BACKGROUND: Determining surgical risk in cirrhotic patients is difficult and multiple scoring systems have sought to quantify this risk. The purpose of our study was to assess the impact of Childs-Turcotte-Pugh (CTP), Model of End-Stage Liver Disease (MELD), and MELD-Sodium (MELD-Na) scores on postoperative morbidity and mortality for cirrhotic patients undergoing nontransplant surgery. METHODS: We performed a single-center retrospective review of all cirrhotic patients who underwent nontransplant surgery under general anesthesia over a 6-year period of time to analyze outcomes using the 3 scoring systems. RESULTS: Sixty-four cirrhotic patients (mean age, 57 y; 62 men) underwent nontransplant surgery under general anesthesia. A CTP score of <7.5 was associated with an 8.3-fold increased risk of 30-day morbidity, a MELD score of <14.5 was associated with a 5.4-fold increased risk of 3-month mortality, and a MELD-Na score <14.5 was associated with a 4.5-fold increased risk of 1-year mortality. Emergent surgery, the presence of ascites, and low serum sodium level were associated significantly with morbidity and 1-year mortality. CONCLUSIONS: The major strengths of the 3 scoring systems are for CTP in estimating 30-day morbidity, MELD for estimating 3-month mortality, and MELD-Na for estimating 1-year mortality.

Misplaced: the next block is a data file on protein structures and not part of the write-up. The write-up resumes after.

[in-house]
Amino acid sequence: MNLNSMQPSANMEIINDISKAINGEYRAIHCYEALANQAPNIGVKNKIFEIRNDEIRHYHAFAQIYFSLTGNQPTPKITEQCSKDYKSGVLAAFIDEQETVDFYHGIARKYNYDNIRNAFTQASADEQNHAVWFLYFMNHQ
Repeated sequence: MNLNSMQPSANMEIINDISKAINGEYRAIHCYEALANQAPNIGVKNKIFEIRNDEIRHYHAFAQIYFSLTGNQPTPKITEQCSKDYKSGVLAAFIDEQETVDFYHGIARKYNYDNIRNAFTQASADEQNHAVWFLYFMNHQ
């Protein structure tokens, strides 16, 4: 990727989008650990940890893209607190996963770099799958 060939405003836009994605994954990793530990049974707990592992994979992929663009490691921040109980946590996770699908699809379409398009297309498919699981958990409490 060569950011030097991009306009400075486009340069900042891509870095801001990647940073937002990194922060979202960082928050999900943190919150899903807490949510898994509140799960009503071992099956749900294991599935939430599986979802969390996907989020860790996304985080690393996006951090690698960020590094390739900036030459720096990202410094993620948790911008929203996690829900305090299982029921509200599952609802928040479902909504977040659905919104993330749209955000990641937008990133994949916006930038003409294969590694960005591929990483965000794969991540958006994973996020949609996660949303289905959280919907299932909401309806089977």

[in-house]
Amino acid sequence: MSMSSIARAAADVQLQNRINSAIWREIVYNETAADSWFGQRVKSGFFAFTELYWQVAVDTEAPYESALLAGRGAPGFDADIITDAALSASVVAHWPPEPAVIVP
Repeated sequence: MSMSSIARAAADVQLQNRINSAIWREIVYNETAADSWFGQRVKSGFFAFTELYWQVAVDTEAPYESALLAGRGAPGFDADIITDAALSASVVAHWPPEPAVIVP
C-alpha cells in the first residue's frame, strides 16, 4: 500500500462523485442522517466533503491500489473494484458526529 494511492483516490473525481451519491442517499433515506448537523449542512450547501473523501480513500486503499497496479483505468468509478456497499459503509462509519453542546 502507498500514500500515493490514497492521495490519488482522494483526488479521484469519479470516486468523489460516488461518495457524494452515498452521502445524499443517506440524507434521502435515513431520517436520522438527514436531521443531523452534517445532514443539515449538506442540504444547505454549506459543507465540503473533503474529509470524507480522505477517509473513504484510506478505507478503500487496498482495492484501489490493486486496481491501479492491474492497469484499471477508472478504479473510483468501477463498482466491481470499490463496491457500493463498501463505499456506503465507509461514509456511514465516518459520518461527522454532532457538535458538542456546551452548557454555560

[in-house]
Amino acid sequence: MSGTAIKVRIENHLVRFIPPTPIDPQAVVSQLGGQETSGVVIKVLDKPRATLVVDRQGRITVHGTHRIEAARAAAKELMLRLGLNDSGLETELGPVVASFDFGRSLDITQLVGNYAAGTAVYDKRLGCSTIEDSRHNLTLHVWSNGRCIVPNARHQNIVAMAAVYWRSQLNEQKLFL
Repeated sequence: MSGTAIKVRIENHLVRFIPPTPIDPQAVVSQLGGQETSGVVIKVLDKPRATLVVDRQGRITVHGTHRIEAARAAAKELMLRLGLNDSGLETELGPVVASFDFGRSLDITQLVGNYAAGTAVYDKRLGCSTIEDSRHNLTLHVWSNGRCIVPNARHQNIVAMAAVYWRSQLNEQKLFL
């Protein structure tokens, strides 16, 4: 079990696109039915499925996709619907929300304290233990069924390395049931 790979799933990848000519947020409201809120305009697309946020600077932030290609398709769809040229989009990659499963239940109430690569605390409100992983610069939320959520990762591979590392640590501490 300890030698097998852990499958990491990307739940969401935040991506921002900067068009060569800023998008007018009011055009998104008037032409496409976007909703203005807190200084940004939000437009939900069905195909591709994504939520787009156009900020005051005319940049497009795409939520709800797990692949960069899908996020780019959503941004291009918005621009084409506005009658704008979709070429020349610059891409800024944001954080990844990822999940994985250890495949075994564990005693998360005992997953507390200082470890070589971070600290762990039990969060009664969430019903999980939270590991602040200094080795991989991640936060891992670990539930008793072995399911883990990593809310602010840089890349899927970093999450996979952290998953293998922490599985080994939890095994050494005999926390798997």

|Original language||English (US)|
|Number of pages||5|
|Journal||American Journal of Surgery|
|State||Published - May 2012|
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